Archive for the Chamber music Category

Messiaen: Quartet for the End of Time – V. “Praise to the Eternity of Jesus” (Barenboim, Tetard) – YouTube

Posted in Chamber music, Instrumental on July 18, 2013 by orinococds

Messiaen: Quartet for the End of Time – V. “Praise to the Eternity of Jesus” (Barenboim, Tetard) – YouTube.

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Solo | Santiago Canon Valencia (cello)

Posted in Chamber music, Instrumental with tags , , , on February 17, 2013 by orinococds

“A new cd from Atoll brings to wider attention the extraordinary talent of Santiago Canon Valencia, a young Colombian cellist who has been the star student at Waikato University School of Music since 2006. Solo, his first cd (Atoll ACD 884), is devoted to twentieth century music for solo cello by Cassado, Ginastera, Ligeti and Kodaly. The music chosen displays a rare talent possessed by an artist who is surely destined for an international career.

From a musical family, Valencia began cello studies at the age of four and made his first concerto appearance in Bogota at age six. He eventually became a pupil of James Tennant at Waikato University (his mother had earlier studied with the same teacher).

One listens to this young artist’ skill in amazement at his dexterity, beauty of tone and musicianship. beautifully recorded in the University’s Gallagher Concert Chamber … this recital will prove to be a landmark in the career of a musician of whom we will hear much more.” Peter Shaw, North and South magazine (March issue)

Link to: http://morandini.co.nz/index.php/previous-concerts/15-oct-2010/santiago-canon-valencia

Atoll website: www.atollcd.com/catalog_detail/acd884-solo-santiago.htm

Debussy: String Quartet; Piano Trio | Brodsky Qt | Jean-Efflam Bavouzet (pno)

Posted in Chamber music, Instrumental with tags , , , , , on February 6, 2013 by orinococds
Debussy String Quartet | Piano Trio | Bavouzet |  CHAN10717 | 1 cd | $NZ33

Debussy String Quartet | Piano Trio | Bavouzet | Brodsky Qt | Gianandera CHAN10717 | 1 cd | $NZ33

The Brodsky Quartet celebrates its fortieth anniversary this year. Formed in 1972, the Quartet quickly emerged at the forefront of the international chamber music scene. It has performed more than 2000 concerts and made more than fifty highly acclaimed recordings. Now exclusive Chandos artists, the Brodsky players are releasing their second disc on Chandos with guest soloists Jean-Efflam Bavouzet and the harpist Sioned Williams.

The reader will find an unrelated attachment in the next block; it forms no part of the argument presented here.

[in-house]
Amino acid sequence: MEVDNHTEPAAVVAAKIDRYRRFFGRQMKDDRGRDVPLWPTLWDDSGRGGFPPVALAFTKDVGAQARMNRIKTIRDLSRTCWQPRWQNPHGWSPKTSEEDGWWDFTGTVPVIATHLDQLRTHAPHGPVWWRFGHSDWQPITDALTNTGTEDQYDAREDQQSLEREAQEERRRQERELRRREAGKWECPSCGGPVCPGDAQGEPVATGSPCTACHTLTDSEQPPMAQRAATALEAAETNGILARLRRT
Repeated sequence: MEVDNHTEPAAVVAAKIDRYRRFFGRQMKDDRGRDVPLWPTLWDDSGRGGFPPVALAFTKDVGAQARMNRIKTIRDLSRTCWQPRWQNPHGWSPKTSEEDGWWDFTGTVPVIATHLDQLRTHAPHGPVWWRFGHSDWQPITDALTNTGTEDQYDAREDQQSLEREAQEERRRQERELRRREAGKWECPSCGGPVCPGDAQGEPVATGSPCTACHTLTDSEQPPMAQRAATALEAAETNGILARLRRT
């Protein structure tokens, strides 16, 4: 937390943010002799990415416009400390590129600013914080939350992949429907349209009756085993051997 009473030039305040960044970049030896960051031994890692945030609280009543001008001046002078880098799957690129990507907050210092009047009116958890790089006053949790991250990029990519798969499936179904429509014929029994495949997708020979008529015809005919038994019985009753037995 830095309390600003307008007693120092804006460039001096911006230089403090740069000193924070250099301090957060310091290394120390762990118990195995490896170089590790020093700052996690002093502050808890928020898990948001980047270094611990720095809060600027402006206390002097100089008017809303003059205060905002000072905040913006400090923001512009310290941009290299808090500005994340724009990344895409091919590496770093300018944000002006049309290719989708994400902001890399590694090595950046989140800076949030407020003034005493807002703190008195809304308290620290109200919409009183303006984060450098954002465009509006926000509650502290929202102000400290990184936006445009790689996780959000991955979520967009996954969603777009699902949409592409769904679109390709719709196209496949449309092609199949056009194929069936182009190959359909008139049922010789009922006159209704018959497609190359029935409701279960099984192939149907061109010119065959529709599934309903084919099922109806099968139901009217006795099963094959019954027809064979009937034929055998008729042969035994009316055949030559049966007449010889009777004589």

The Trio for piano, violin, and cello is an early work, written before Debussy established his own very distinctive musical language heard in pieces such as La Mer. Another early piece, Rêverie, for piano, was written by the young, struggling composer at a time when he was trying to make a living in Paris. The easiest market to break into for a composer was the salon, where songs and not-too-taxing piano music were in demand. Rêverie was one of several charming and tuneful works that Debussy wrote for this scene.

In a somewhat different league, the String Quartet is considered a defining work in the history of chamber music. Sensual and impressionistic, it employs a cyclic structure that constituted a split from the rules of classical form and pointed the way forward. In the words of Pierre Boulez, Debussy freed chamber music from ‘rigid structure, frozen rhetoric, and rigid aesthetics’.

The Deux Danses, made up of the ‘Danse sacrée’ and ‘Danse profane’, complete the disc. At the end of the nineteenth century, the Parisian instrument makers Pleyel invented a ‘chromatic harp’ which dispensed with pedals and achieved the full chromatic compass from two rows of strings that slanted across one another. Debussy was approached to write two pieces intended for a final examination of the Pleyel model. ‘Danse sacrée’ makes use of Church modes, while ‘Danse profane’ is a kind of sarabande. The ‘competition’ aspect of the pieces is highlighted by the fact that, after the opening introduction, the harpist has no more than six bars’ rest. As it happened, the Pleyel model never caught on, and the works are now always performed on a pedal harp.

“… compelling account, forthright and dramatic, rather than hazily impressionistic, of the [Debussy]” Sunday Times, 1st April 2012

The Quartet tops the running order in a confident, vital, lyrical reading. Beautifully nuanced, there’s acerbic edge, gentle Gallic playfulness, aching romance and every emotional and tonal shade in-between…Cassidy’s scoring [of Reverie] is so similar to that of the quartet that the work has taken on a new identity…its new gravitas makes it a fitting bookend to the programme, a partner to the Quartet, and an unexpected delight.” Charlotte Gardner, bbc.co.uk, 18th April 2012

In the Piano Trio Bavouzet enjoys the spotlight with some memorable pearliness of tone, and here violinist Daniel Rowland is joined by cellist Jacqueline Thomas in a performance notable for its warmth and luminosity…the natural-sounding acoustic does much to enhance the listener’s experience.” International Record Review, May 2012